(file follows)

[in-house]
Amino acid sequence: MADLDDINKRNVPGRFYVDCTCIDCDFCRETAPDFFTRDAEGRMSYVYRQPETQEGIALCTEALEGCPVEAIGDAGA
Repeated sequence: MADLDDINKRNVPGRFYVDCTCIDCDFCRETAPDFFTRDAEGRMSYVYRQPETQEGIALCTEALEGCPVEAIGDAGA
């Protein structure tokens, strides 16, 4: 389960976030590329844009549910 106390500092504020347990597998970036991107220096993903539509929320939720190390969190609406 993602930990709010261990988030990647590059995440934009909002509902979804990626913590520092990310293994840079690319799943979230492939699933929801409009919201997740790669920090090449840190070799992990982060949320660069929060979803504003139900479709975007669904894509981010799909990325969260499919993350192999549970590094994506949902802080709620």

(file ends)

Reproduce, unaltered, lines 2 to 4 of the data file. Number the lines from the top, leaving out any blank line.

Amino acid sequence: MADLDDINKRNVPGRFYVDCTCIDCDFCRETAPDFFTRDAEGRMSYVYRQPETQEGIALCTEALEGCPVEAIGDAGA
Repeated sequence: MADLDDINKRNVPGRFYVDCTCIDCDFCRETAPDFFTRDAEGRMSYVYRQPETQEGIALCTEALEGCPVEAIGDAGA
């Protein structure tokens, strides 16, 4: 389960976030590329844009549910 106390500092504020347990597998970036991107220096993903539509929320939720190390969190609406 993602930990709010261990988030990647590059995440934009909002509902979804990626913590520092990310293994840079690319799943979230492939699933929801409009919201997740790669920090090449840190070799992990982060949320660069929060979803504003139900479709975007669904894509981010799909990325969260499919993350192999549970590094994506949902802080709620």